For decades Congress has demonstrated its deep interest in simplifying the federal government’s ability to buy commercial products and services. It recognized that to solve government’s most difficult problems, the government must have ready access to the innovative and rapidly evolving commercial marketplace. But the government’s transactions in the commercial marketplace, which should be quick and easy, have gotten more complicated over the years, not less so. This is due in large part to the volume and complexity of government-unique contract terms and conditions.

Volume 1 of the Section 809 Panel report includes several recommendations for Congress’ consideration that will truly simplify contracts for commercial products and services. Among other strategies, Recommendation 2 makes the case for Congress retaining the authority to determine the applicability of new government-unique requirements that are well-intended but burdensome, rather than delegating that authority to the Federal Acquisition Regulatory Council or the Department of Defense.

In 1994, the Federal Acquisition Streamlining Act took important steps to make the government more commercial-like in its dealings in the commercial marketplace. FASA limited the applicability of many, but not all, procurement-related statutes in two ways. First, many statutes in effect at the time FASA was enacted were made inapplicable to commercial buying, significantly simplifying federal contract compliance and administrative burdens.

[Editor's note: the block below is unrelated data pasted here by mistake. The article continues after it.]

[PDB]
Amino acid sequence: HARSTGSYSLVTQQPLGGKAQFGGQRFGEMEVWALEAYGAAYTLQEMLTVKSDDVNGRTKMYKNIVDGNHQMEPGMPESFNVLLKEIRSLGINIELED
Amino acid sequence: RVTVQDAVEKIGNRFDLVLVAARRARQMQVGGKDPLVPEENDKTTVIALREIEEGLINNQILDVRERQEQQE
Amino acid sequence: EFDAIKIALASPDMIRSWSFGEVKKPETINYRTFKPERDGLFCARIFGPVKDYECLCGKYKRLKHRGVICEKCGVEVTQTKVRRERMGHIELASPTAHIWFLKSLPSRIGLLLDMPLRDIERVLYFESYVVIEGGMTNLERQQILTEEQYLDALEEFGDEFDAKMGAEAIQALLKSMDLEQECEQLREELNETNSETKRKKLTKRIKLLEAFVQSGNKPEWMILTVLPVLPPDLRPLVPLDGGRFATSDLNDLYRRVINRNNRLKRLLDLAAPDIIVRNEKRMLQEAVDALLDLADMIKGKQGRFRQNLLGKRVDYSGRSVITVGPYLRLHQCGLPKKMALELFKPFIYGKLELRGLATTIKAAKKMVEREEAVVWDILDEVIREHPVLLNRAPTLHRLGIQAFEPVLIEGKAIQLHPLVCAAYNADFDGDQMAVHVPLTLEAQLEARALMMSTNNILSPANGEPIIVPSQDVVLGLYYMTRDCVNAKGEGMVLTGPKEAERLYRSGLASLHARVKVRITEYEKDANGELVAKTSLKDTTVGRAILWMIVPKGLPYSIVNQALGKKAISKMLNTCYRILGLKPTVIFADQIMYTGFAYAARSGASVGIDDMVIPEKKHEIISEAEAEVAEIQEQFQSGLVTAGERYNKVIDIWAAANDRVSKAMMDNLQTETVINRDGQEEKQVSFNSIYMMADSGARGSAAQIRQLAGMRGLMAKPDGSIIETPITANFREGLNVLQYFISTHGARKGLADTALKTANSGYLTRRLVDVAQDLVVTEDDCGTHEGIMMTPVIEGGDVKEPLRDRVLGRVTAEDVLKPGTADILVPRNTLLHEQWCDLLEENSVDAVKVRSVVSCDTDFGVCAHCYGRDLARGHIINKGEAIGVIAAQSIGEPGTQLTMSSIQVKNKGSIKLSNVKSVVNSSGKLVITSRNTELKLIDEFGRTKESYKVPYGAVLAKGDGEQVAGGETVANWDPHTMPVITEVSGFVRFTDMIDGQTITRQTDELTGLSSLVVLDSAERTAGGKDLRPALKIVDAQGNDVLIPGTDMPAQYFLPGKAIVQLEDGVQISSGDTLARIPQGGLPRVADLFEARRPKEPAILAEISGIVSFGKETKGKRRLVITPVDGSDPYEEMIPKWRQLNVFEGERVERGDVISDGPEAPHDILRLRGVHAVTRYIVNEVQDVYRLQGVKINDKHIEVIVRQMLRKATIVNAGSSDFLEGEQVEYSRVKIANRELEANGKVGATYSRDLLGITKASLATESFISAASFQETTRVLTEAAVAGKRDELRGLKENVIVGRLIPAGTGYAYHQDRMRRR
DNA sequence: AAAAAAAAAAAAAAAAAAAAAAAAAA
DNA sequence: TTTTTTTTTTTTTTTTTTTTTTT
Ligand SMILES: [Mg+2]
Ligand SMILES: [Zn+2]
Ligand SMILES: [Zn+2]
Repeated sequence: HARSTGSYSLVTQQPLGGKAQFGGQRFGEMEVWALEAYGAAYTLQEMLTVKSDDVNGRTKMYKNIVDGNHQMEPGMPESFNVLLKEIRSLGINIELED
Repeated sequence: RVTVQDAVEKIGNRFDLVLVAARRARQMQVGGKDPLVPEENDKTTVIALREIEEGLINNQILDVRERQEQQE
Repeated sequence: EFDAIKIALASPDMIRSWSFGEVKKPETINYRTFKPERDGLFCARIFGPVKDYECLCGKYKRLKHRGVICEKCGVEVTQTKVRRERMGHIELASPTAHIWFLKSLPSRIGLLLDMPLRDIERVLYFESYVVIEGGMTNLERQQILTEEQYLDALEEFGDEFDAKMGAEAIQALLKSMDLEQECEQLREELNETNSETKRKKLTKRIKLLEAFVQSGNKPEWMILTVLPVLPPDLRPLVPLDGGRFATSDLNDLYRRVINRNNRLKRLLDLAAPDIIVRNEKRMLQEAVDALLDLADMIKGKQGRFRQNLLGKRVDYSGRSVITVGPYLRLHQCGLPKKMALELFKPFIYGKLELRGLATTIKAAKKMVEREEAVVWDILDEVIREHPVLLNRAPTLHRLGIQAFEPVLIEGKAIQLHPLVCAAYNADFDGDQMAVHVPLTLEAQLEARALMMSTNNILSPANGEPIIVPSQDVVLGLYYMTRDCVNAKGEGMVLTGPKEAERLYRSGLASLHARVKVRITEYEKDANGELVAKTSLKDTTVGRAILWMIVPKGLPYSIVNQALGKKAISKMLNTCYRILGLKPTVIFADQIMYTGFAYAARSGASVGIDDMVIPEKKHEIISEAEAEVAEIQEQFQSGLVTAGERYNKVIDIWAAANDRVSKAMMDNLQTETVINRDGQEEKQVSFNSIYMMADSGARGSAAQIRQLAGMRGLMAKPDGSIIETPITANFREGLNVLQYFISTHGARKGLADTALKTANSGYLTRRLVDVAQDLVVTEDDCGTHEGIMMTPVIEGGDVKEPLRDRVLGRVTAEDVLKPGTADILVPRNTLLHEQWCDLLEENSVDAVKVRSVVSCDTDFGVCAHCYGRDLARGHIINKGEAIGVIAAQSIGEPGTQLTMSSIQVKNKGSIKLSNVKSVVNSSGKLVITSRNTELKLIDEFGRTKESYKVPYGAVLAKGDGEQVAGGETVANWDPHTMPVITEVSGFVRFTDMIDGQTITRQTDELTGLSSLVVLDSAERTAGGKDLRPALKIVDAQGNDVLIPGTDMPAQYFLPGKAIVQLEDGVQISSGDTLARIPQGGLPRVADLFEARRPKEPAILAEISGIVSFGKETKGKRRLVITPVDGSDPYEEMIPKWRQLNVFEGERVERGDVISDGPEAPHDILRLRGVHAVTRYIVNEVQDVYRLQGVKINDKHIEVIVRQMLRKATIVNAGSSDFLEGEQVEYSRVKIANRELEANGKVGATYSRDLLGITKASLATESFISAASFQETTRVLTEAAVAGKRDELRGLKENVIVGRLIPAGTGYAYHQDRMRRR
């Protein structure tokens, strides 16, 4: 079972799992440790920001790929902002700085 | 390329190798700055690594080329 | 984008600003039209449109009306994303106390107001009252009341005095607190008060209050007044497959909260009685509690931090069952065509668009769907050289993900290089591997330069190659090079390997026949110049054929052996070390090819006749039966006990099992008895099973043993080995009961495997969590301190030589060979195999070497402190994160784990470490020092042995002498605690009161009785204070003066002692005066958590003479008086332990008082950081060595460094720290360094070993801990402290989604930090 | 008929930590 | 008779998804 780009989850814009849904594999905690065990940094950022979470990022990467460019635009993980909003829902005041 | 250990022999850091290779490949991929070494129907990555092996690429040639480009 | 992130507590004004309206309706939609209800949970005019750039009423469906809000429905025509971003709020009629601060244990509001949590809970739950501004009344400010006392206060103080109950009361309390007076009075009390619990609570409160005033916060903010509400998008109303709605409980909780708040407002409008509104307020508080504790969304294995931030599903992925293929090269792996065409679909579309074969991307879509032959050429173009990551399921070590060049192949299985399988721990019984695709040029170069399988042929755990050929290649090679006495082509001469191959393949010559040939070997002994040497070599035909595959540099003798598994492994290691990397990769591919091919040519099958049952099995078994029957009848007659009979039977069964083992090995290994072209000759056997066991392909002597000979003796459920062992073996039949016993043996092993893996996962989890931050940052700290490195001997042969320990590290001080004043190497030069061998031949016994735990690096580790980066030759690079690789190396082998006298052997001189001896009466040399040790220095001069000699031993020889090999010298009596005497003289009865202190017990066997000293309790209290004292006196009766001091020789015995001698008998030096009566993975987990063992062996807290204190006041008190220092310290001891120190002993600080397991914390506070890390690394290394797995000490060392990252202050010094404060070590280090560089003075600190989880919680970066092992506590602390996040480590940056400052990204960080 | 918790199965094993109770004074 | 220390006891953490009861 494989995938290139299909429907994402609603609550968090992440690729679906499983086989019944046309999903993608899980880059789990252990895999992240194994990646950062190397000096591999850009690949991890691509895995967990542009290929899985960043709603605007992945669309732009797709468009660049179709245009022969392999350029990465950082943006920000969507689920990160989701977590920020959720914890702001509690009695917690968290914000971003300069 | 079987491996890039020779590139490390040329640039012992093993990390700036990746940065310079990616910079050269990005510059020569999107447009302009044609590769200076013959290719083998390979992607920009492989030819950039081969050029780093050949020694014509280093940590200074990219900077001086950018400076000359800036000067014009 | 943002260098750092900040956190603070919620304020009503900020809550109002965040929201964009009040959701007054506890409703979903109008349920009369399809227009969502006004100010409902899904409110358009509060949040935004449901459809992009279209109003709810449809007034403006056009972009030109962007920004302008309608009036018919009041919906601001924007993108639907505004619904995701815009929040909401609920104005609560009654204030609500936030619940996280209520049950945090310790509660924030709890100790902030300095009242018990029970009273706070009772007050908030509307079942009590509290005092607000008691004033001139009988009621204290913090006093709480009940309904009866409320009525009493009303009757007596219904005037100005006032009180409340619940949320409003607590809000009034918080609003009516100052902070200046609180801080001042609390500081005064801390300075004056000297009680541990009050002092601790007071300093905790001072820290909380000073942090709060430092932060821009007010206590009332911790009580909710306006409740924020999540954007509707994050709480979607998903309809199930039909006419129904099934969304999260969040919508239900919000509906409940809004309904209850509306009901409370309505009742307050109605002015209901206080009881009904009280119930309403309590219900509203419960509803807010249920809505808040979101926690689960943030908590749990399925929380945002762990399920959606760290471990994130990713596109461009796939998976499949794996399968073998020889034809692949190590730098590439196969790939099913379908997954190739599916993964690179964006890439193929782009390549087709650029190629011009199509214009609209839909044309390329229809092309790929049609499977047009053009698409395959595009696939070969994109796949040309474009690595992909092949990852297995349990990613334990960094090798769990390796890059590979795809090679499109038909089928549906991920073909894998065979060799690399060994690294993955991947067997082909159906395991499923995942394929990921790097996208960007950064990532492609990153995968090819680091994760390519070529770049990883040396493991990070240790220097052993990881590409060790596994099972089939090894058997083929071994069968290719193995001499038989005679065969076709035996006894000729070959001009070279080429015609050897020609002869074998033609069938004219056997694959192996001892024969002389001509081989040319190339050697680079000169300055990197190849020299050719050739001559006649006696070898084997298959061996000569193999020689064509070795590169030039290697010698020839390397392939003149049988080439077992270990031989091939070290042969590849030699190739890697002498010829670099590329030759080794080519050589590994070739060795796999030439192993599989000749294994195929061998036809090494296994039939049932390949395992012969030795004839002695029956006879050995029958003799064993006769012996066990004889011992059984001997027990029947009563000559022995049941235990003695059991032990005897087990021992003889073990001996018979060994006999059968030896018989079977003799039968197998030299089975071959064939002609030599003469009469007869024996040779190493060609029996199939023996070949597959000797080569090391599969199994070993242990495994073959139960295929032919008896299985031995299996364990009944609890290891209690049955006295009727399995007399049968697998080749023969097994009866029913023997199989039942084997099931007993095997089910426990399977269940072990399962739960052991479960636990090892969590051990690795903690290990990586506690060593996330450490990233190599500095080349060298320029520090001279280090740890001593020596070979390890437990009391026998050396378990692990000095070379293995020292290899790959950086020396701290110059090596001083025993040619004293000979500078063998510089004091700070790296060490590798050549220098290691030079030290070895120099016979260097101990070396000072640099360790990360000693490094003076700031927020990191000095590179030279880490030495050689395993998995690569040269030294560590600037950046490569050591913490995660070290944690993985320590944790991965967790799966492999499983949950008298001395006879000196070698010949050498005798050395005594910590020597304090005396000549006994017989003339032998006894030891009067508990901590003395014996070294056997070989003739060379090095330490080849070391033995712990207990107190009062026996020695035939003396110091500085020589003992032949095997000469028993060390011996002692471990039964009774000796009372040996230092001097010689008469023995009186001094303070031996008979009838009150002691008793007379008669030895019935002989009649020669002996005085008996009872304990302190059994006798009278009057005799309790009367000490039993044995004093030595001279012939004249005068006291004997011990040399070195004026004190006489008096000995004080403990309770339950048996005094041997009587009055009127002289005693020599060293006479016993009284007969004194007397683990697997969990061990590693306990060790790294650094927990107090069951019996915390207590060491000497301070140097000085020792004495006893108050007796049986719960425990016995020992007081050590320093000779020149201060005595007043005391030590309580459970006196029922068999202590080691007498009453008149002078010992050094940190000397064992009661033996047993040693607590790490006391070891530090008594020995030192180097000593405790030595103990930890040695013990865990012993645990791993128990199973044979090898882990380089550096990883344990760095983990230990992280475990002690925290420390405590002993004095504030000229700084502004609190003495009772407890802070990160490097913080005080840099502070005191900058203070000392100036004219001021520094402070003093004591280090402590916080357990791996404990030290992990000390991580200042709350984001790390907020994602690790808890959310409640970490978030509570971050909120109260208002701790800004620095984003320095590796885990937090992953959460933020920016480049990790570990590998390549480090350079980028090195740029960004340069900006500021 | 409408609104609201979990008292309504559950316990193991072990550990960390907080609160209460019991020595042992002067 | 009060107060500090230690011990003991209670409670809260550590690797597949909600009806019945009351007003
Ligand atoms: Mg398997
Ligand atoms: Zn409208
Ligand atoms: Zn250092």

Second, FASA created a unique statutory prohibition on applying new statutes to commercial buying. The statute states that no provision of law enacted after Oct. 13, 1994, will be applicable to commercial products or services unless one of two criteria is met: the law provides for criminal or civil penalties; or the law explicitly states that it applies to contracts for the procurement of commercial items despite the general statutory prohibition.

More recently Congress added a third criterion: a provision of law that requires certain articles or strategic materials critical to national security be bought from American sources (codified at 10 U.S.C. §2375).

Congress established these criteria to tightly control which procurement-related statutes would apply to commercial buying to reduce the barrier that such statutes might create for companies seeking to do business with the government. However, Congress also gave the FAR Council and DoD authority to determine that a provision of law should apply to commercial procurements even though the provision of law met none of the three criteria.

This combination of very tight control by Congress and limited discretion given to the FAR Council and DoD should have been sufficient to limit the applicability of procurement-related statutes to commercial buying. However, it has proven insufficient, and the number of laws applicable to commercial products and services has increased substantially.

The panel reviewed the basis for applicability for each of the 165 FAR and Defense Federal Acquisition Regulation Supplement clauses currently applicable to procurements of commercial products and services. The results were startling:

  • Zero clauses implement statutes that provide for criminal or civil penalty.
  • Six DFARS clauses implement statutes that make specific mention of 41 U.S.C. §1906.